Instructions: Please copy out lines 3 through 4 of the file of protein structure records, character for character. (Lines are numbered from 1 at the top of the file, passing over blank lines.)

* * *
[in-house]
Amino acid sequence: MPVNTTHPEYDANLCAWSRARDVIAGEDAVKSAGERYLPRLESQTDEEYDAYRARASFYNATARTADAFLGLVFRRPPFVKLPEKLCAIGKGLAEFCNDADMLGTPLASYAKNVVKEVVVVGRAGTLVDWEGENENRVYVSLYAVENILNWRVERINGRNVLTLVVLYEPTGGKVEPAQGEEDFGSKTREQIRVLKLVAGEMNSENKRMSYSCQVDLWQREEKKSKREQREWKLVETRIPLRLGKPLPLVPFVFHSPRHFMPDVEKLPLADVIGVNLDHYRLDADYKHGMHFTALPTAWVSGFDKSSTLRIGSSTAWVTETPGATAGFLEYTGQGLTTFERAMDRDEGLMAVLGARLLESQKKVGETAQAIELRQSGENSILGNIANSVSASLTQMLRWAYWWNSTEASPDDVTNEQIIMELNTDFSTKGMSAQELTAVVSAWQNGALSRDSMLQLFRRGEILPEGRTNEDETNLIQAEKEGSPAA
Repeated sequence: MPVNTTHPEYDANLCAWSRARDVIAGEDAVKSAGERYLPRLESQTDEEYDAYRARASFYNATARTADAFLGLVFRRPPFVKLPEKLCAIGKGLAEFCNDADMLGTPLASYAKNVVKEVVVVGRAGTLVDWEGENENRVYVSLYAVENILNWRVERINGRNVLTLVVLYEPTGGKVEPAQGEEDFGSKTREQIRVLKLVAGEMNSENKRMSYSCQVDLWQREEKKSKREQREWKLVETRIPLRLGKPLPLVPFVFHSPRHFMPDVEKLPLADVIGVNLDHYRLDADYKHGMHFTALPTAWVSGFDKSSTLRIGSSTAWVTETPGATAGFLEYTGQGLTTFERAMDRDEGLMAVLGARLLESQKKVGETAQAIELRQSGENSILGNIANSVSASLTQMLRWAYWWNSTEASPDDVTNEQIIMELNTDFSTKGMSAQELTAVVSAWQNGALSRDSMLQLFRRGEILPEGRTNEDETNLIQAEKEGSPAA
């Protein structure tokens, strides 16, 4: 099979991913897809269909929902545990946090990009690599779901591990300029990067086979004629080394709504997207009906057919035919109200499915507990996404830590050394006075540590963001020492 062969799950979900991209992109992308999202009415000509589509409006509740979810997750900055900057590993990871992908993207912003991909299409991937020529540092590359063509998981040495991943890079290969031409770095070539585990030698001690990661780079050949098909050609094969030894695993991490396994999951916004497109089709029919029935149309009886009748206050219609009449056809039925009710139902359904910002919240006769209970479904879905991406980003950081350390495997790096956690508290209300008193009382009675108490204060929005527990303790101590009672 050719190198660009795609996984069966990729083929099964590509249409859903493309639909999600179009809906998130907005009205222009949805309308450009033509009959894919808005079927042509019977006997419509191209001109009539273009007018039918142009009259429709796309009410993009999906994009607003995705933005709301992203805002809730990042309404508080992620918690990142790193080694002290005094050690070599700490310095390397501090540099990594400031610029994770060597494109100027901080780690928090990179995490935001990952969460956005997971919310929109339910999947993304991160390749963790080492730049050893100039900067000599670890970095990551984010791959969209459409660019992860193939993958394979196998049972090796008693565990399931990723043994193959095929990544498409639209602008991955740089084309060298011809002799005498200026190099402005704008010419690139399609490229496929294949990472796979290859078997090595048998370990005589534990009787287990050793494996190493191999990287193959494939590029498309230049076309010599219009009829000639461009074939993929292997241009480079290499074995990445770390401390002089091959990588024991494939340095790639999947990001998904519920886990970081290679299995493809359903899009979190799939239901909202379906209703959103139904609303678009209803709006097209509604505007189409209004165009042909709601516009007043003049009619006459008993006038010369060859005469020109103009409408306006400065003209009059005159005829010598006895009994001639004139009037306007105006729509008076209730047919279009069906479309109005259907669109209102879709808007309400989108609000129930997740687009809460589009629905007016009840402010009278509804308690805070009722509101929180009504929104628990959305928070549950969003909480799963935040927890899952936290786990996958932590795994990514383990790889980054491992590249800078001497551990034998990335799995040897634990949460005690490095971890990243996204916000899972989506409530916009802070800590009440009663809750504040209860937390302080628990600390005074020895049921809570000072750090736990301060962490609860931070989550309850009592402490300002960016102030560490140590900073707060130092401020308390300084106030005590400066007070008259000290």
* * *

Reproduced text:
Repeated sequence: MPVNTTHPEYDANLCAWSRARDVIAGEDAVKSAGERYLPRLESQTDEEYDAYRARASFYNATARTADAFLGLVFRRPPFVKLPEKLCAIGKGLAEFCNDADMLGTPLASYAKNVVKEVVVVGRAGTLVDWEGENENRVYVSLYAVENILNWRVERINGRNVLTLVVLYEPTGGKVEPAQGEEDFGSKTREQIRVLKLVAGEMNSENKRMSYSCQVDLWQREEKKSKREQREWKLVETRIPLRLGKPLPLVPFVFHSPRHFMPDVEKLPLADVIGVNLDHYRLDADYKHGMHFTALPTAWVSGFDKSSTLRIGSSTAWVTETPGATAGFLEYTGQGLTTFERAMDRDEGLMAVLGARLLESQKKVGETAQAIELRQSGENSILGNIANSVSASLTQMLRWAYWWNSTEASPDDVTNEQIIMELNTDFSTKGMSAQELTAVVSAWQNGALSRDSMLQLFRRGEILPEGRTNEDETNLIQAEKEGSPAA
């Protein structure tokens, strides 16, 4: 099979991913897809269909929902545990946090990009690599779901591990300029990067086979004629080394709504997207009906057919035919109200499915507990996404830590050394006075540590963001020492 062969799950979900991209992109992308999202009415000509589509409006509740979810997750900055900057590993990871992908993207912003991909299409991937020529540092590359063509998981040495991943890079290969031409770095070539585990030698001690990661780079050949098909050609094969030894695993991490396994999951916004497109089709029919029935149309009886009748206050219609009449056809039925009710139902359904910002919240006769209970479904879905991406980003950081350390495997790096956690508290209300008193009382009675108490204060929005527990303790101590009672 050719190198660009795609996984069966990729083929099964590509249409859903493309639909999600179009809906998130907005009205222009949805309308450009033509009959894919808005079927042509019977006997419509191209001109009539273009007018039918142009009259429709796309009410993009999906994009607003995705933005709301992203805002809730990042309404508080992620918690990142790193080694002290005094050690070599700490310095390397501090540099990594400031610029994770060597494109100027901080780690928090990179995490935001990952969460956005997971919310929109339910999947993304991160390749963790080492730049050893100039900067000599670890970095990551984010791959969209459409660019992860193939993958394979196998049972090796008693565990399931990723043994193959095929990544498409639209602008991955740089084309060298011809002799005498200026190099402005704008010419690139399609490229496929294949990472796979290859078997090595048998370990005589534990009787287990050793494996190493191999990287193959494939590029498309230049076309010599219009009829000639461009074939993929292997241009480079290499074995990445770390401390002089091959990588024991494939340095790639999947990001998904519920886990970081290679299995493809359903899009979190799939239901909202379906209703959103139904609303678009209803709006097209509604505007189409209004165009042909709601516009007043003049009619006459008993006038010369060859005469020109103009409408306006400065003209009059005159005829010598006895009994001639004139009037306007105006729509008076209730047919279009069906479309109005259907669109209102879709808007309400989108609000129930997740687009809460589009629905007016009840402010009278509804308690805070009722509101929180009504929104628990959305928070549950969003909480799963935040927890899952936290786990996958932590795994990514383990790889980054491992590249800078001497551990034998990335799995040897634990949460005690490095971890990243996204916000899972989506409530916009802070800590009440009663809750504040209860937390302080628990600390005074020895049921809570000072750090736990301060962490609860931070989550309850009592402490300002960016102030560490140590900073707060130092401020308390300084106030005590400066007070008259000290």